Confessions: Dibarnu Dofi
“You sit, against your brother you speak, to your mother’s son you bring contempt – ‘titein Dofi’. (Psalms 50:20) Rashi and Radak explain ‘dofi’ as defamation, to cast someone off, an expression similar to Numbers 35:20: “Yehedafenu – he pushes him off. It is also an expression of contempt and insult.
We push people away, cast them off, often with a look or a harsh word. If one person greets another with great warmth and excitement, and the other responds with a cold shoulder, pushing the effusive greeting aside, is an example of Dibarnu Dofi – using our mouths to push someone away. It does not have to be a direct insult. A subtle action, or change in intonation can serve the same purpose.
Rav Hirsch (Commentary to Psalms) speaks of how our speech may actually push one part of ourselves away: “One can readily see,” the Lord tells the wicked man, ‘of how little value your erudition in Torah is. Indeed, all of your scholarship is nothing but a degradation of Torah. For that same mouth with which you expound the laws of God and speak of duties imposed upon Israel by His covenant, you use for slander and deceit, the very crimes that this law condemns in no uncertain terms.”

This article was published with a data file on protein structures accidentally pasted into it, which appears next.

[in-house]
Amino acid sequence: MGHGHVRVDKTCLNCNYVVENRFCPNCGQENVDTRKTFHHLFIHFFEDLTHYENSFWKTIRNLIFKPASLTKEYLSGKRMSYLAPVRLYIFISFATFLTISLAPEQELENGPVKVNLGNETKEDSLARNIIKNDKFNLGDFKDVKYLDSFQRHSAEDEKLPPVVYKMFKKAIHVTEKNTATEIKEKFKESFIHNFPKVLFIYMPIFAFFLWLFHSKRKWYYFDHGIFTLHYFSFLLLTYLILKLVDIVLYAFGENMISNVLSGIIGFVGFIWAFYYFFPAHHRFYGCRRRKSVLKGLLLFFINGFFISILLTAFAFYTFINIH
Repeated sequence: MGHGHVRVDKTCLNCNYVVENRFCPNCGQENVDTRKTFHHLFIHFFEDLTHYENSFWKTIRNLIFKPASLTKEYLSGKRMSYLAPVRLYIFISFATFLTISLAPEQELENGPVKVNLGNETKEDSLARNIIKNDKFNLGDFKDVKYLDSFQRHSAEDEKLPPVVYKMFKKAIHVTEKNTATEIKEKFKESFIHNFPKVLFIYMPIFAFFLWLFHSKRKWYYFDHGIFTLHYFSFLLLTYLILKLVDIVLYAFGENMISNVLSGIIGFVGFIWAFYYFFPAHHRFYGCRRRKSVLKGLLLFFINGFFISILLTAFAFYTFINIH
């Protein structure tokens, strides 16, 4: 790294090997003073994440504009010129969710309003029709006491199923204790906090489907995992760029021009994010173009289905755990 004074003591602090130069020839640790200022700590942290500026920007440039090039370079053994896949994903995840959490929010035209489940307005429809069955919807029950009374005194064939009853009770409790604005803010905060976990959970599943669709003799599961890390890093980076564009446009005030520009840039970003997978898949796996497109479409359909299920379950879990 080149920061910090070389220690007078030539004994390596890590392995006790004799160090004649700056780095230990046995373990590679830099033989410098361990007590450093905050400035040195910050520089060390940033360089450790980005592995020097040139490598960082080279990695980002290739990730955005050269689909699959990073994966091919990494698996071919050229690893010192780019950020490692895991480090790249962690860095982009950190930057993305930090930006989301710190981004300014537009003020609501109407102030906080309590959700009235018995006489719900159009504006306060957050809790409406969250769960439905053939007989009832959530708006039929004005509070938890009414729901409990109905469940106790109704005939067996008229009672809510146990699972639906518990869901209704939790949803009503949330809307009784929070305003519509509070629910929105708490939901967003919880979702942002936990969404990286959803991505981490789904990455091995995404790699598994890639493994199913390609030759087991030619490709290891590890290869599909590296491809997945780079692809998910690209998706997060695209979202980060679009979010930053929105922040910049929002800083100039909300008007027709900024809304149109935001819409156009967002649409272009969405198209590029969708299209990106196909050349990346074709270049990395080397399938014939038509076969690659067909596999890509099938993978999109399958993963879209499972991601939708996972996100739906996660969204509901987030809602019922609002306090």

The Abudirham explains that ‘dofi’ means ‘du fiyot’ – “white man speak with forked tongue: One side of the mouth speaks holy words of Torah and prayer, even while the other side of your mouth speaks slander and insult.
Dibarnu Dofi describes how we speak words of Torah with non-kosher mouths. The Chafetz Chaim reminds us that our mouths are considered vessels: The same way we would not eat from a filthy vessel, and we certainly would not present a gift to the king in a dirt container, we should not eat spiritual food with a mouth that is soiled, and should not present our prayers to God in a damaged container. He explains the request in the morning blessings before Torah Study: “Please God make the words of Torah sweet in our mouths”: Many of us do not experience the sweetness of Torah because we study with mouths that are ill with the damaging words we have spoken.
We should use our speech to bring people close to us, especially those we may have pushed away over the course of the past year.
We should practice speaking to all in a manner that is respectful of them.
We should pay attention to the sanctity of our mouths. We can practice cleansing exercises before studying Torah or praying: We can find something good to say about others, things and ourselves.
We should practice always listing some good things before we complain about the bad.